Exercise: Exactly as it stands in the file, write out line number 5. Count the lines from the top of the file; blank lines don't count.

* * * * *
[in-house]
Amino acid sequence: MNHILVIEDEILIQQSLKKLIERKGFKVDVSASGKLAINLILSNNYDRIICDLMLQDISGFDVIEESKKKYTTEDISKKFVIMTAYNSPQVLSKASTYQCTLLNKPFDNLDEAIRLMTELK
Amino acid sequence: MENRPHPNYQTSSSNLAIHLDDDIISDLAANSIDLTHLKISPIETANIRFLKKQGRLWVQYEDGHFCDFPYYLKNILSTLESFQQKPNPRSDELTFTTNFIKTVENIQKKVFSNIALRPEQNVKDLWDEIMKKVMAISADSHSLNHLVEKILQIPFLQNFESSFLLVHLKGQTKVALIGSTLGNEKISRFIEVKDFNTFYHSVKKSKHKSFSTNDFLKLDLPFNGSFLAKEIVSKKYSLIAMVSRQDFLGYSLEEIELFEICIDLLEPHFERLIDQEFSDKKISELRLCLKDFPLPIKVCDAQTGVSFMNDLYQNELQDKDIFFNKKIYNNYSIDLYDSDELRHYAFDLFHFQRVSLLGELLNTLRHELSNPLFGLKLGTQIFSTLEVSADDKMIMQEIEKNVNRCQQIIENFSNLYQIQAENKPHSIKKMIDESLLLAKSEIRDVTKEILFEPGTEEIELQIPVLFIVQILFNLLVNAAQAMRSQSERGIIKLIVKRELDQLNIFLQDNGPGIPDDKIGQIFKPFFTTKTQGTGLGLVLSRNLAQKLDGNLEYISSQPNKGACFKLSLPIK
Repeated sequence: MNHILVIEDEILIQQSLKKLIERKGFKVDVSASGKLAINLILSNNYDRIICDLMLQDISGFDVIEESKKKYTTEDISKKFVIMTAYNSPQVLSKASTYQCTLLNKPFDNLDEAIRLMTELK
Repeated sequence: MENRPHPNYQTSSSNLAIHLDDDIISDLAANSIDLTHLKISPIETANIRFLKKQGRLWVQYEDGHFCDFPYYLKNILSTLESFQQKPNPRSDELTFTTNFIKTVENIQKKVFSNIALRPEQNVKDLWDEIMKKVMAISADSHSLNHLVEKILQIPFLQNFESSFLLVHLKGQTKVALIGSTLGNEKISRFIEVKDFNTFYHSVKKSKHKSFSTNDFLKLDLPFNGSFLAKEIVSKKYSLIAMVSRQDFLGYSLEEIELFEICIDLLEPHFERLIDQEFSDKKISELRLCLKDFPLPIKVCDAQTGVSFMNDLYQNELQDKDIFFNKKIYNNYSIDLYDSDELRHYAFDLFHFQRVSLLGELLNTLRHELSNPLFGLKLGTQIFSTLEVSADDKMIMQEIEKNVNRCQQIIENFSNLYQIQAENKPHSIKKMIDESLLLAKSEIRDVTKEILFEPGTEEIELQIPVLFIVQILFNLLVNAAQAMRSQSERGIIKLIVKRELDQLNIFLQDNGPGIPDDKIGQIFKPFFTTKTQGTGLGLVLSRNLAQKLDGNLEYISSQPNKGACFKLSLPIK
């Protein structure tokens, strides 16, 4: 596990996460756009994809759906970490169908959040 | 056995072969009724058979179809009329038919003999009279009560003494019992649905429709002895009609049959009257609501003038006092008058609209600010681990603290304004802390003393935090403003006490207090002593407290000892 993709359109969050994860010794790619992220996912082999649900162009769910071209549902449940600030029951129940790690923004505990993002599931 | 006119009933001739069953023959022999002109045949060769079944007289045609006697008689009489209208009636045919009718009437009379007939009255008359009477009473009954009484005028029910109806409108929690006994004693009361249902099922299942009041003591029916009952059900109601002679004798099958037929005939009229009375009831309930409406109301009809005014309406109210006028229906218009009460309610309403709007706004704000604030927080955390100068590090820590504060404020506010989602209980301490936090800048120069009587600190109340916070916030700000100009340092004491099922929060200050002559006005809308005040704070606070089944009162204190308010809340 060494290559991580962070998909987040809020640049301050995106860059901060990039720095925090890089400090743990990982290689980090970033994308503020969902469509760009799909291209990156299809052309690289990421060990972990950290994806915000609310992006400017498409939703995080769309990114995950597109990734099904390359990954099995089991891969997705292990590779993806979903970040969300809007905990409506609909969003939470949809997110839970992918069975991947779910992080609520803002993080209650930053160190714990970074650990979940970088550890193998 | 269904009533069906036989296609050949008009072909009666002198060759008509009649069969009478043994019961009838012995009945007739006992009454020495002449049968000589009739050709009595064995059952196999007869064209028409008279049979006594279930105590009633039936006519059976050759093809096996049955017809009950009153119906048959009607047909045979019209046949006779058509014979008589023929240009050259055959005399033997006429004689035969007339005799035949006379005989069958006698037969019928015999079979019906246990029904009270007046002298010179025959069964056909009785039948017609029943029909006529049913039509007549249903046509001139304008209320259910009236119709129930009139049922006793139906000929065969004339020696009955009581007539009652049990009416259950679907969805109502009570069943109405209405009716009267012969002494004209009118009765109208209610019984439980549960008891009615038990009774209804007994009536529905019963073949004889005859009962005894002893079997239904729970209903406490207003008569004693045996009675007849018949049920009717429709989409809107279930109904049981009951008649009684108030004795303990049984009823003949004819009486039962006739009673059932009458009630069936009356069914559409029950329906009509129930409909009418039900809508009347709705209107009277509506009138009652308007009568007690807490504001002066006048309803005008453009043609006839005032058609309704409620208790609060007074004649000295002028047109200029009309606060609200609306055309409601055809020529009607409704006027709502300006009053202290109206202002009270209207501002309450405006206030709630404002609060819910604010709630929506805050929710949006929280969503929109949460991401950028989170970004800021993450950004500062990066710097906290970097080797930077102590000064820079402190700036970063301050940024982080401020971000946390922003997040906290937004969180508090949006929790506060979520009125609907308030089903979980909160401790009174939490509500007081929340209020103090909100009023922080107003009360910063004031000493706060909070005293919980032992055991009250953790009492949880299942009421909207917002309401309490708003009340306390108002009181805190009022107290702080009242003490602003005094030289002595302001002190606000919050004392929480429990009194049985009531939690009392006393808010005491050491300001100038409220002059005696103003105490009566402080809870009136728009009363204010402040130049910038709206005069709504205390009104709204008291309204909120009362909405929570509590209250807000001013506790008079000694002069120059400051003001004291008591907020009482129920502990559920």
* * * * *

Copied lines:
Repeated sequence: MENRPHPNYQTSSSNLAIHLDDDIISDLAANSIDLTHLKISPIETANIRFLKKQGRLWVQYEDGHFCDFPYYLKNILSTLESFQQKPNPRSDELTFTTNFIKTVENIQKKVFSNIALRPEQNVKDLWDEIMKKVMAISADSHSLNHLVEKILQIPFLQNFESSFLLVHLKGQTKVALIGSTLGNEKISRFIEVKDFNTFYHSVKKSKHKSFSTNDFLKLDLPFNGSFLAKEIVSKKYSLIAMVSRQDFLGYSLEEIELFEICIDLLEPHFERLIDQEFSDKKISELRLCLKDFPLPIKVCDAQTGVSFMNDLYQNELQDKDIFFNKKIYNNYSIDLYDSDELRHYAFDLFHFQRVSLLGELLNTLRHELSNPLFGLKLGTQIFSTLEVSADDKMIMQEIEKNVNRCQQIIENFSNLYQIQAENKPHSIKKMIDESLLLAKSEIRDVTKEILFEPGTEEIELQIPVLFIVQILFNLLVNAAQAMRSQSERGIIKLIVKRELDQLNIFLQDNGPGIPDDKIGQIFKPFFTTKTQGTGLGLVLSRNLAQKLDGNLEYISSQPNKGACFKLSLPIK